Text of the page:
The Dark Enlightenment Is Silly Not Scary - The American Spectator | USA News and Politics
The Dark Enlightenment Is Silly Not Scary

Lately the so-called “Dark Enlightenment” has begun to receive some attention from writers outside the Blogspot crypts and Tumblr grottos where it has been flourishing quietly since it was christened two or so years ago by the expatriate English philosopher Nick Land. Extramural responses to the Dark Enlightment have ranged from faint amusement to utter repulsion. While I agree with those who find the movement’s ideas facile, its would-be scriptures prolix, and its membership more than a bit off their rockers, I do not think that the Dark Enlightenment is atavistic, much less dangerous. It is a harmless product of the Age of Twitter, a symptom of The Way We Live Now as much as Girls or Pajama Boy.

For those lucky enough not to have stopped at some out-of-the-way reactionary blog and found one of its dank tendrils clamped around their ankles, the Dark Enlightenment is the brainchild of Curtis Yarvin, a computer programmer who generally writes under the ridiculous nom de guerre Mencius Moldbug. His followers dwell in the shadows. They write under pseudonyms because they fear that their published thoughts will turn their friends, families, and employers against them. They hate democracy, under which their many talents have gone unappreciated. They are authoritarian rather than libertarian. They are Tridentine Catholic or Eastern Orthodox in religion, or else hard materialists. They feign interest in the occult and have made H.P. Lovecraft into a kind of guru. They watch Apocalypse Now and Blade Runner obsessively. They lust after Bitcoins and brood over the relationship between I.Q. and race. They call their online noisemaking “black magic.”

What unites this coterie of traditionalist Christians, von Mises enthusiasts, hackers, seasteaders, and latter-day phrenologists? Nothing, save perhaps their opposition to “the Cathedral,” which is to say, government—federal, state, and local—plus the bureacuracy plus the universities plus the media. 

Yarvin is clearly an intelligent man, but he is also a terrible writer. Like most people whose imaginations bear the familiar stamp of computer culture, he brings no aesthetic or historical (at least beyond Wikipedia) sensibility to bear upon all of these very complicated issues. Facts about, say, the American Revolution that are well known to the millions who have read popular biographies of the Founding Fathers evidently astonish him. His would-be Big Idea, namely, that liberalism is a secular religion, is interesting but, as readers of Nietzsche and Maurice Cowling know, hardly his.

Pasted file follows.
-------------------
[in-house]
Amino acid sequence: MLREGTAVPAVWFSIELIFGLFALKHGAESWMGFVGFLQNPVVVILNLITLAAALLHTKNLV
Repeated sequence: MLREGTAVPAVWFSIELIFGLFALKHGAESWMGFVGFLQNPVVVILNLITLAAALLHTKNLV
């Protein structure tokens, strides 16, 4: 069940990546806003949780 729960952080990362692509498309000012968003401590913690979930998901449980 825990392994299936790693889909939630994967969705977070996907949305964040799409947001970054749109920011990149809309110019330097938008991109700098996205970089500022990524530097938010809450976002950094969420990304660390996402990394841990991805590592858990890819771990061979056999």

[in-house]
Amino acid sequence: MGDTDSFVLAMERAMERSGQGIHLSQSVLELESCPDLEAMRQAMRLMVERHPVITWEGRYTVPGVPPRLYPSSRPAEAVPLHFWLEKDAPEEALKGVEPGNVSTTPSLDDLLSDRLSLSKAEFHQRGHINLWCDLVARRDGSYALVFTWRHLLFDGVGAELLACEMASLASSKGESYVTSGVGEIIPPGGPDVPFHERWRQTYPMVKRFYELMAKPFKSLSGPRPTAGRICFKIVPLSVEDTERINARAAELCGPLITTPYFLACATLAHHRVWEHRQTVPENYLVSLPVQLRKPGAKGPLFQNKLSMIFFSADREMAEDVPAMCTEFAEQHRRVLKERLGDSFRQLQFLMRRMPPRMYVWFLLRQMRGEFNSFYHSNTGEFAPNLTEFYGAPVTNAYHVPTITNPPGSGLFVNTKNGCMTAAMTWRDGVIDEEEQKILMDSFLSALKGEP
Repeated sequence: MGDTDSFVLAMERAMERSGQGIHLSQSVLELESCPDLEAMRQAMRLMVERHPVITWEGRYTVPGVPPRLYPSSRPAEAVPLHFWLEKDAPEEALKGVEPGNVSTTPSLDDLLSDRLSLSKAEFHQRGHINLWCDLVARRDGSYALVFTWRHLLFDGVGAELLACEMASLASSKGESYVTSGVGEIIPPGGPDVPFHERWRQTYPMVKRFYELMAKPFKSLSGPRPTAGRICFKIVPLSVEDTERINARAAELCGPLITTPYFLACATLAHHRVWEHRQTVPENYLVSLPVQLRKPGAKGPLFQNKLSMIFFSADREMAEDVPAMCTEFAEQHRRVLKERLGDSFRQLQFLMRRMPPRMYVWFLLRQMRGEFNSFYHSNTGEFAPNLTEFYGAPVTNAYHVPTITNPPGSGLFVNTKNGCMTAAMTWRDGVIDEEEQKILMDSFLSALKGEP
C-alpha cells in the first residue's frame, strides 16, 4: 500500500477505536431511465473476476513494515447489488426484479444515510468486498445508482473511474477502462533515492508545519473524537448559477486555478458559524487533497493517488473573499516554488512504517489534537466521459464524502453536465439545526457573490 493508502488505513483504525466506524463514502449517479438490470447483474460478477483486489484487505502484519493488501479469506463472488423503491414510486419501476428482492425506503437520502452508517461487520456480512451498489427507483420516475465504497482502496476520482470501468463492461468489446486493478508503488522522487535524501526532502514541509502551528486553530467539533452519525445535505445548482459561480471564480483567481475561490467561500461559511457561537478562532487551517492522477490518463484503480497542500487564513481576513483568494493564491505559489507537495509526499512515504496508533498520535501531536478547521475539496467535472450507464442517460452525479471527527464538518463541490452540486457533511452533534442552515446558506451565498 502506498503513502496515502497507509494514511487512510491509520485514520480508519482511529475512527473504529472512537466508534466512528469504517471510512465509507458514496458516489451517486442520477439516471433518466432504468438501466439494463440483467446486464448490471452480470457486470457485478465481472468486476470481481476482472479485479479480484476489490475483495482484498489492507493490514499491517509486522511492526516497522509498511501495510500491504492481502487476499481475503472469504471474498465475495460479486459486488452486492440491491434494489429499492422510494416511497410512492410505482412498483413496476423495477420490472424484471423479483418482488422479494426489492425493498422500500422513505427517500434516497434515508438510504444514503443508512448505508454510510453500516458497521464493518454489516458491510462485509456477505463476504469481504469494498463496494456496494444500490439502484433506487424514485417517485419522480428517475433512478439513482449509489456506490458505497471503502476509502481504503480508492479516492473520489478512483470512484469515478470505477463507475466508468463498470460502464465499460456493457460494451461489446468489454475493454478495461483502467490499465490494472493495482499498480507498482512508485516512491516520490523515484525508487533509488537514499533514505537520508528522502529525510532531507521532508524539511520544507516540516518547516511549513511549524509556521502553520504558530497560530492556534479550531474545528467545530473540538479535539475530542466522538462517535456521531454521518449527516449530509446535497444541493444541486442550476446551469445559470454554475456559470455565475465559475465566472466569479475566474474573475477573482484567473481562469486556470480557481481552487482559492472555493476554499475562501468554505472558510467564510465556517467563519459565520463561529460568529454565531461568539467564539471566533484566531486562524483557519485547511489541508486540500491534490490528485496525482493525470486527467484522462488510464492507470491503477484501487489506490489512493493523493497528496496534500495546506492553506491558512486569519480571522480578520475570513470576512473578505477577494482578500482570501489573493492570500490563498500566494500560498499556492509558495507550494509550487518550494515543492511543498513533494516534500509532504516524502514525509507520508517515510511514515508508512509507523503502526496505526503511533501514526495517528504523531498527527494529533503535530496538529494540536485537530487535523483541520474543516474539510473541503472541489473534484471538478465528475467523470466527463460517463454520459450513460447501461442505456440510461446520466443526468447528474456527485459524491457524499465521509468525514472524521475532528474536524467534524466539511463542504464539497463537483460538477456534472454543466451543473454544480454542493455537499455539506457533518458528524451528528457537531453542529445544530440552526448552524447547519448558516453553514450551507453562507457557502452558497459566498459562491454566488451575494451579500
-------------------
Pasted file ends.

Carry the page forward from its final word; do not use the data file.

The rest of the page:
At its best the Dark Enlightenment is simply conservative political outreach to the tech world; at its most innocent, it is a harmless nerdy pastime, the 21st-century equivalent of putting on capes or wizard hats and scampering through steam tunnels. At its worst—I am thinking of those among the Dark Enlightenment faithful who are also members of other, less attractive online communities: white nationalism and something called the “Manosphere”—it is a bit more sinister and very much more ridiculous. White nationalists are mouth breathers who, apparently, believe that there exists a nation called “White” about which they can feel nationalistic. (To rephrase Samuel L. Jackson slightly, “White ain’t no country I ever heard of.”) Less well known, but no less pathetic, are inhabitants of the Manosphere, a ring of pseudonymous internet geeks who write nasty things about women because they resent having been turned down for dates and pushed into lockers.

All of these people need to relax: spend some time with P.G. Wodehouse, watch a football game, get drunk, whatever.

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